BC Securities Commission standardizes on Bizflow

With significant changes to securities regulations coming into effect this fall, the British Columbia Securities Commission (BCSC) has turned to a business process management tool to help it gain visibility into more than 45 business

processes across the organization.

As an independent government agency the BCSC is responsible for regulating securities trading in the province, from reviewing financial disclosures and approving applications for initial public offerings to investigating and prosecuting complaints.

Over time, BCSC project leader Loring Bohach said different departments have developed their own tactical solutions for different business processes, using everything from Word documents and Excel spreadsheets to MS Access and SQL databases. While it worked within each department, there was no common platform or strategy across the organization.

“”We were using a lot of different technologies to track work in progress,”” said Bohach. “”We wanted to have one common platform that all our departments could use to track work with visibility and transparency.””

With the changes in securities regulations meaning significant changes to a number of business processes, Bohach said the time was right to select a common generic tool for use across the organization.

After analyzing their business processes internally and mapping out 45 of them, Bohach said they identified the common elements and built a shopping-list of the things they needed in a general workflow management platform. After talking with a number of major players in the BPM space they selected BizFlow from Vienna, Va.-based HandySoft Global Corp.

“”They provided a rich feature set, and while we’re not a large organization we do need to build-in a lot of complexity in how we manage processes,”” said Bohach. “”BizFlow had that rich feature set and the functions we were looking for at an attractive price point.””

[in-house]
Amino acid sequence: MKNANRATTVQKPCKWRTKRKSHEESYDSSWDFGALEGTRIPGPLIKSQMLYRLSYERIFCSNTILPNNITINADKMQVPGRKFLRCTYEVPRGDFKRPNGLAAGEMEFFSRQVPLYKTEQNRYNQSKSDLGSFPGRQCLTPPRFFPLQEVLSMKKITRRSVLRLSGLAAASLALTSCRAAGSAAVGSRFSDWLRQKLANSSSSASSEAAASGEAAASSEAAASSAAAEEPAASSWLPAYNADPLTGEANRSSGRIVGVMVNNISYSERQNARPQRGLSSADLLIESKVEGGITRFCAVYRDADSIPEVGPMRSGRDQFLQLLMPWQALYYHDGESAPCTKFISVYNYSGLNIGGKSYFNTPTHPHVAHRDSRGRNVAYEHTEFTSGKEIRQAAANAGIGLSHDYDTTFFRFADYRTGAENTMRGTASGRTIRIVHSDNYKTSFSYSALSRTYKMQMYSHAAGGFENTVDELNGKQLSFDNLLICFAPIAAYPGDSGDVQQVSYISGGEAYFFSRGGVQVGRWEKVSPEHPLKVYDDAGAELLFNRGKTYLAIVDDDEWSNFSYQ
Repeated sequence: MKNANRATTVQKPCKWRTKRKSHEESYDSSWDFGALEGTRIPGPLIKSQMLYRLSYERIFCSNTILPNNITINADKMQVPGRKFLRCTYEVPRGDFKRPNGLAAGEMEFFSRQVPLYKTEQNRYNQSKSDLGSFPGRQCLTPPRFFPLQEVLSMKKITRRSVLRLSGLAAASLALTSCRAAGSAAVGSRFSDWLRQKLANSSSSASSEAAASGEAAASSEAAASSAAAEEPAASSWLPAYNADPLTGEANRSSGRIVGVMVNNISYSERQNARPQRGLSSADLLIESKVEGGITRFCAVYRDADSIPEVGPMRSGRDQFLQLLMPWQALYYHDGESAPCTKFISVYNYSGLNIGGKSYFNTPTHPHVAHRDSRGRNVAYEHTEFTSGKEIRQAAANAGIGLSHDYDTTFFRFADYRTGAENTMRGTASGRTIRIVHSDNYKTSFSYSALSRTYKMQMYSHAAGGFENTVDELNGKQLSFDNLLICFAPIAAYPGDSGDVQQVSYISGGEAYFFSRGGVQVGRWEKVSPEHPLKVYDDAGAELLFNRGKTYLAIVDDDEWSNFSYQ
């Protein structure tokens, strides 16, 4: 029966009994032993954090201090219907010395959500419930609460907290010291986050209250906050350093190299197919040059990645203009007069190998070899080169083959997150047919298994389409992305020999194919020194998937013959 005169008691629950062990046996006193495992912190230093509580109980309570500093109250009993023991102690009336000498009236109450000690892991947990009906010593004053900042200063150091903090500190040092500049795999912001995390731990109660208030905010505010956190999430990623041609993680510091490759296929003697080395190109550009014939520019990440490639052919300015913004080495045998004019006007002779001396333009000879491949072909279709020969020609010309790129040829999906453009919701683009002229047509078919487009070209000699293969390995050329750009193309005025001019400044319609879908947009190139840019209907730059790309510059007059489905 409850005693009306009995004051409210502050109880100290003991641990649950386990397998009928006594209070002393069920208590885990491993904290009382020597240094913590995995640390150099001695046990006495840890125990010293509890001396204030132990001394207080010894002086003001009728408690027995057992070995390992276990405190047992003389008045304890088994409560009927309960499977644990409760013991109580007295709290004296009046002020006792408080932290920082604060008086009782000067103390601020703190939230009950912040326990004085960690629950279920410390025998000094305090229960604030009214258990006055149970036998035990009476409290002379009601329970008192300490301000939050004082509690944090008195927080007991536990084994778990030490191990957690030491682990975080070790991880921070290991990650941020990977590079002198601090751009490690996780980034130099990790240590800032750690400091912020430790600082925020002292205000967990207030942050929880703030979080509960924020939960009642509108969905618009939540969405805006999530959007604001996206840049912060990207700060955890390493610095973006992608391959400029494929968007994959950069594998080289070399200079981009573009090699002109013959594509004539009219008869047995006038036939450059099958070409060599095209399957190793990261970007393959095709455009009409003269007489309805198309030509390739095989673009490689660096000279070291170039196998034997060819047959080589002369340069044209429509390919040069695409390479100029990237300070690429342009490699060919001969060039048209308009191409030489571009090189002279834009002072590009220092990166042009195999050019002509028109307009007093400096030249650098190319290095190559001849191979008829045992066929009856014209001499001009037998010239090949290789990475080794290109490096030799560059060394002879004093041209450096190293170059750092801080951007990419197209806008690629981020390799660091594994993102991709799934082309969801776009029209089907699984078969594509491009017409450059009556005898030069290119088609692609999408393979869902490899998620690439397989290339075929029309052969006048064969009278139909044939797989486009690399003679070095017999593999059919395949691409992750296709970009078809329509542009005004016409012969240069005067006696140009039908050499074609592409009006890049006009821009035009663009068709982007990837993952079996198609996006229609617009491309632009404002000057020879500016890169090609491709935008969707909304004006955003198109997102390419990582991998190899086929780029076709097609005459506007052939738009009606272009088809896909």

Bohach said an important factor was also BizFlow’s easy integration with their existing document management system.

A number of business processes have already been rolled-out with BizFlow, and more will be added over time. A key part of the project is introducing a better set of measurements and key performance indicators that are consistent across the organization.

“”Process improvement will be ongoing and processes will change based on business factors, both internally and externally,”” said Bohach. “”It’s really a long-term program we’ll be following to improve business processes within the BCSC.””

HandySoft COO Stuart Claggett said before BizFlow, when documents were passed around by hard copy or e-mail, someone wanting to check the status of a file would have to run around or call people. Now, he said anyone with the proper rights can look and see where a file is in the review process, who has it, how long they’ve had it, and the future steps needed.

With BizFlow the deadlines can be built into the rules for that file, and when it looks like deadlines may be missed alerts can be sent so the appropriate people can take action to make sure the file is completed on deadline.

When implementing a BPM solution, Claggett said it is much a human resources and training challenge as it is an IT challenge. In the case of the BCSC, Claggett estimated 50 per cent of their time was spent on change management and process exploration, and the other 50 per cent on the actual design and testing of processes.

“”When bringing business process management into a company it is a change management exercise,”” said Claggett. “”People are used to moving things around by e-mail, you have to force them to become comfortable working with work lists, taking their task and working it through the system.””

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Jeff Jedras
Jeff Jedras
Jeff Jedras is a technology journalist with IT World Canada and a member of the IT Business team. He began his career in technology journalism in the late 1990s, covering the Ottawa technology sector for Silicon Valley North and the Ottawa Business Journal. He later covered the technology scene in Vancouver before joining IT World Canada in Toronto in 2005, covering enterprise IT for ComputerWorld Canada and the channel for Computer Dealer News. His writing has also appeared in the Vancouver Sun & the Ottawa Citizen.

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